Animal survey launched as mystery deepens over disappearing bunnies

Grey squirrel

A grey squirrel, one of the species seen during Living with Mammals. - Credit: Craige Mcgonigle

South Devon animal lovers are being asked to take part in a special survey.

For the first time, wildlife charity People’s Trust for Endangered Species is running its Living with Mammals survey throughout all of 2021.

PTES saw record-breaking numbers of volunteers taking part last year, thanks to more people being at home and having the time to watch wildlife in their gardens and/or nearby green spaces.

The result was a huge increase in the number of mammal sightings, from hazel dormice on birdfeeders to hedgehogs snuffling in gardens after dark. PTES is keen to build on this positive relationship with nature made during 2020’s lockdowns, which not only benefits the UK’s wildlife, but can also have a positive impact on the mental health and wellbeing of those taking part.

Now, PTES is asking people to look out for and record sightings and signs of wild mammals (such as footprints and droppings) in their gardens or local green spaces throughout this year. To take part, visit: livingwithmammals.ptes.org

 David Wembridge, Mammal Surveys Coordinator at PTES, said: “Despite the challenges of 2020, one positive was the number of people seeing wild mammals more frequently, some for the first time. Connections with nature are so important - not only do we gain a unique insight into the lives of our wild neighbours, which is hugely beneficial for conservation, but wildlife watching and being close to nature is known to have a positive impact on our mental health too, which is needed now perhaps more than ever.”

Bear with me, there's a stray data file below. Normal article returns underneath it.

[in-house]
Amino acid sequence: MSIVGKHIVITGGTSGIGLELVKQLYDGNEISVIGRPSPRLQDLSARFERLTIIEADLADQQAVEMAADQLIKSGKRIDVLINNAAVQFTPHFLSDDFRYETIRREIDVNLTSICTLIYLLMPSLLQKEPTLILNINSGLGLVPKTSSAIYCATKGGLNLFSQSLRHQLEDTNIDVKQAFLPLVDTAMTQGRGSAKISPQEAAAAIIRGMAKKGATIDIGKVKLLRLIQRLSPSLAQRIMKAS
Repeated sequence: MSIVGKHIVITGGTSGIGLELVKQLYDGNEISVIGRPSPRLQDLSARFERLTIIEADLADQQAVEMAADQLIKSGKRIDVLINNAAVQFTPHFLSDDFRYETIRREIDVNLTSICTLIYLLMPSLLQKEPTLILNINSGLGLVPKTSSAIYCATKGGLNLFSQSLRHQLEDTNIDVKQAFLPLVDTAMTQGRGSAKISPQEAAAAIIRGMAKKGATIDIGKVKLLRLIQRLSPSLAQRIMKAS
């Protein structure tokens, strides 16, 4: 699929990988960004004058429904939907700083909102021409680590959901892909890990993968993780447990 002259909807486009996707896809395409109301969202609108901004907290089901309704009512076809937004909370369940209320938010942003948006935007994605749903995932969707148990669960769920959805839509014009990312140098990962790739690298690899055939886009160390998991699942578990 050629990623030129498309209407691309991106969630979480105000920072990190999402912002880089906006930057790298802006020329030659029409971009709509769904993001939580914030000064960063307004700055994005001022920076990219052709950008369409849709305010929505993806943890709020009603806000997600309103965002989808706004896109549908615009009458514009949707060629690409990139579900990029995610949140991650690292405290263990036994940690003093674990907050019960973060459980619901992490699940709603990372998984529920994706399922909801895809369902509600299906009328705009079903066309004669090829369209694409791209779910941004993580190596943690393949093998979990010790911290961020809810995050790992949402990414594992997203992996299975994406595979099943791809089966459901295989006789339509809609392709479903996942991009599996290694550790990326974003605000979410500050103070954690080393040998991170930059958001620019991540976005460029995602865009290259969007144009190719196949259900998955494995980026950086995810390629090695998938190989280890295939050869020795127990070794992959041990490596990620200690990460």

Over 2,000 people took part in 2020, which resulted in 2,400 surveys being submitted – two and a half times more than in any other year. The top five species most commonly recorded were: grey squirrels, hedgehogs, foxes, mice and bats.

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Despite being in the top five, hedgehog sightings slightly dropped from last year, from 41 per cent compared with 44 per cent in 2019. The most striking result is the continued fall in reports of rabbits. In 2020 only 8.5 per cent of sites surveyed saw a rabbit, compared with 13 per cent the year before and about 25 per cent a decade ago.